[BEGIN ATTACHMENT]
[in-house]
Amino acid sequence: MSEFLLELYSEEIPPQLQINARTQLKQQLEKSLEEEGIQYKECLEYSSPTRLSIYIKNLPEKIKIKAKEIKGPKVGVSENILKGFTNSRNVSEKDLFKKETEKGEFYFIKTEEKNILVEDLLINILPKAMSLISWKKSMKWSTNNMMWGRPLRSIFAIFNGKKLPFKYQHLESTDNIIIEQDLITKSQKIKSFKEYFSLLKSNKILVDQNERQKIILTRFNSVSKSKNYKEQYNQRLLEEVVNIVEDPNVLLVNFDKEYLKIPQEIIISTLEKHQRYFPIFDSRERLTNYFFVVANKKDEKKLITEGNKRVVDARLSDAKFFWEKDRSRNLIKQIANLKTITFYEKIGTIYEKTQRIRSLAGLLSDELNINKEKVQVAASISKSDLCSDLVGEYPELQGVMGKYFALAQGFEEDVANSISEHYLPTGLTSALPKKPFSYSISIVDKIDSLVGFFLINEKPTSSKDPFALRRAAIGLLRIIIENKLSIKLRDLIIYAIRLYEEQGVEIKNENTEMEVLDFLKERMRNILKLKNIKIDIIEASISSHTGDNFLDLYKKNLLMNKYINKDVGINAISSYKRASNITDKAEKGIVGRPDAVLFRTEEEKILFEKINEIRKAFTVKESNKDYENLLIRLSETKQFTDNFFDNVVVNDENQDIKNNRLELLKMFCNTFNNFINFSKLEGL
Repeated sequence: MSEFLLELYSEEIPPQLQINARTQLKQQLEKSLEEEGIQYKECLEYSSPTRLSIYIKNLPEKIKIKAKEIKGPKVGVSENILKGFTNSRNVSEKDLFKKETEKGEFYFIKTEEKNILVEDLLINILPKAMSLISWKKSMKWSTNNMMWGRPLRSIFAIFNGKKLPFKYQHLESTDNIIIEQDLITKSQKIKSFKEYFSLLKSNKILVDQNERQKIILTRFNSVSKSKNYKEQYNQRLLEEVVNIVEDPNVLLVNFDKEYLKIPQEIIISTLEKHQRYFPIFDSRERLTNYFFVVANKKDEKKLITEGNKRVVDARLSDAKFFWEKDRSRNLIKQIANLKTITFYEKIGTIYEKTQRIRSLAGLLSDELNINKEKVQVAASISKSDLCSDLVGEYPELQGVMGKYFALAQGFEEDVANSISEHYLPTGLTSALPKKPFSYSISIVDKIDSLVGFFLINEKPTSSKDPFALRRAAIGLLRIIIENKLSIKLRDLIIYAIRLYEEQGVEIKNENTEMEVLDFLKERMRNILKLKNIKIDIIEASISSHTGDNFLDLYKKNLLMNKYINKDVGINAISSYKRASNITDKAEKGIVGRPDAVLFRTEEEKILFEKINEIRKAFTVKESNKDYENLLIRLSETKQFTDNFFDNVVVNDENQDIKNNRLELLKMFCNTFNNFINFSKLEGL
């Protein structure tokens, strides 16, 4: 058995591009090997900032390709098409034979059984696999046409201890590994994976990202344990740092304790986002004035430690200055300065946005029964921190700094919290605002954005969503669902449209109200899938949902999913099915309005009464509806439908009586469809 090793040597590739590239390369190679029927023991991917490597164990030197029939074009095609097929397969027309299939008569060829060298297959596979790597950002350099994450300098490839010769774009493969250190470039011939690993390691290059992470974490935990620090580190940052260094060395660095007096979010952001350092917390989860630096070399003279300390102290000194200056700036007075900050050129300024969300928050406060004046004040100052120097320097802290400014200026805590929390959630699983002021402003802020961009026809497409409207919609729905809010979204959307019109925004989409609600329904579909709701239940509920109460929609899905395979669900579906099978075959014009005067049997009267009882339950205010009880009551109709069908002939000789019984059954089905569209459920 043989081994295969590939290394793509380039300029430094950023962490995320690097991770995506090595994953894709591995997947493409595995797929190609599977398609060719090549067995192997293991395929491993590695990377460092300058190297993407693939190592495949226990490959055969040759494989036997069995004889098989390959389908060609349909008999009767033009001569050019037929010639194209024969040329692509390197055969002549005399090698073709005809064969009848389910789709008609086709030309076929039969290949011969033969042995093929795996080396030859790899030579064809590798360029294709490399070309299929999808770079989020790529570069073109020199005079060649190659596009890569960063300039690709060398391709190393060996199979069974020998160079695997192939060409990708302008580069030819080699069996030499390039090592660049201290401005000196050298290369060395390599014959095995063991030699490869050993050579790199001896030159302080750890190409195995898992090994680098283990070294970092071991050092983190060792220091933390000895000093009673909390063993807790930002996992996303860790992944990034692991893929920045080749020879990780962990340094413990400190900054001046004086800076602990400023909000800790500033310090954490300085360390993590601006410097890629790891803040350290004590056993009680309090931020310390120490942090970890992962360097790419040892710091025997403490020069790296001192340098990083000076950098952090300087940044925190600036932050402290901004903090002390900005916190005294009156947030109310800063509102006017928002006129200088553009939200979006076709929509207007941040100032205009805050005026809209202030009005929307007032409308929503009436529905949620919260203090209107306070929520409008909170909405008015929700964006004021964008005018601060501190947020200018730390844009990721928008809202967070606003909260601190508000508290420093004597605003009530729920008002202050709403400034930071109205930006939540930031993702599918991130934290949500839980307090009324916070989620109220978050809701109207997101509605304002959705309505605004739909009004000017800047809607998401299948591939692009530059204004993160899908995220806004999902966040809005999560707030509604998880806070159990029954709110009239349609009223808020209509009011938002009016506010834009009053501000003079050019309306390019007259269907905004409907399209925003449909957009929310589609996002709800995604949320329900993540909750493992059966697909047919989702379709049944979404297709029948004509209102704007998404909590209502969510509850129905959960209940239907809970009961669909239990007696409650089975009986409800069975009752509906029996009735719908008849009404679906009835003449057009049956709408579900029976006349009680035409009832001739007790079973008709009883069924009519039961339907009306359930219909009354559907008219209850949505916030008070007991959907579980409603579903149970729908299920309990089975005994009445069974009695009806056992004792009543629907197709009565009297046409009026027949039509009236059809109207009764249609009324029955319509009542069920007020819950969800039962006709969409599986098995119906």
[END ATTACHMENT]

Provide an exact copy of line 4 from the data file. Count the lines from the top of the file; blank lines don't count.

């Protein structure tokens, strides 16, 4: 058995591009090997900032390709098409034979059984696999046409201890590994994976990202344990740092304790986002004035430690200055300065946005029964921190700094919290605002954005969503669902449209109200899938949902999913099915309005009464509806439908009586469809 090793040597590739590239390369190679029927023991991917490597164990030197029939074009095609097929397969027309299939008569060829060298297959596979790597950002350099994450300098490839010769774009493969250190470039011939690993390691290059992470974490935990620090580190940052260094060395660095007096979010952001350092917390989860630096070399003279300390102290000194200056700036007075900050050129300024969300928050406060004046004040100052120097320097802290400014200026805590929390959630699983002021402003802020961009026809497409409207919609729905809010979204959307019109925004989409609600329904579909709701239940509920109460929609899905395979669900579906099978075959014009005067049997009267009882339950205010009880009551109709069908002939000789019984059954089905569209459920 043989081994295969590939290394793509380039300029430094950023962490995320690097991770995506090595994953894709591995997947493409595995797929190609599977398609060719090549067995192997293991395929491993590695990377460092300058190297993407693939190592495949226990490959055969040759494989036997069995004889098989390959389908060609349909008999009767033009001569050019037929010639194209024969040329692509390197055969002549005399090698073709005809064969009848389910789709008609086709030309076929039969290949011969033969042995093929795996080396030859790899030579064809590798360029294709490399070309299929999808770079989020790529570069073109020199005079060649190659596009890569960063300039690709060398391709190393060996199979069974020998160079695997192939060409990708302008580069030819080699069996030499390039090592660049201290401005000196050298290369060395390599014959095995063991030699490869050993050579790199001896030159302080750890190409195995898992090994680098283990070294970092071991050092983190060792220091933390000895000093009673909390063993807790930002996992996303860790992944990034692991893929920045080749020879990780962990340094413990400190900054001046004086800076602990400023909000800790500033310090954490300085360390993590601006410097890629790891803040350290004590056993009680309090931020310390120490942090970890992962360097790419040892710091025997403490020069790296001192340098990083000076950098952090300087940044925190600036932050402290901004903090002390900005916190005294009156947030109310800063509102006017928002006129200088553009939200979006076709929509207007941040100032205009805050005026809209202030009005929307007032409308929503009436529905949620919260203090209107306070929520409008909170909405008015929700964006004021964008005018601060501190947020200018730390844009990721928008809202967070606003909260601190508000508290420093004597605003009530729920008002202050709403400034930071109205930006939540930031993702599918991130934290949500839980307090009324916070989620109220978050809701109207997101509605304002959705309505605004739909009004000017800047809607998401299948591939692009530059204004993160899908995220806004999902966040809005999560707030509604998880806070159990029954709110009239349609009223808020209509009011938002009016506010834009009053501000003079050019309306390019007259269907905004409907399209925003449909957009929310589609996002709800995604949320329900993540909750493992059966697909047919989702379709049944979404297709029948004509209102704007998404909590209502969510509850129905959960209940239907809970009961669909239990007696409650089975009986409800069975009752509906029996009735719908008849009404679906009835003449057009049956709408579900029976006349009680035409009832001739007790079973008709009883069924009519039961339907009306359930219909009354559907008219209850949505916030008070007991959907579980409603579903149970729908299920309990089975005994009445069974009695009806056992004792009543629907197709009565009297046409009026027949039509009236059809109207009764249609009324029955319509009542069920007020819950969800039962006709969409599986098995119906």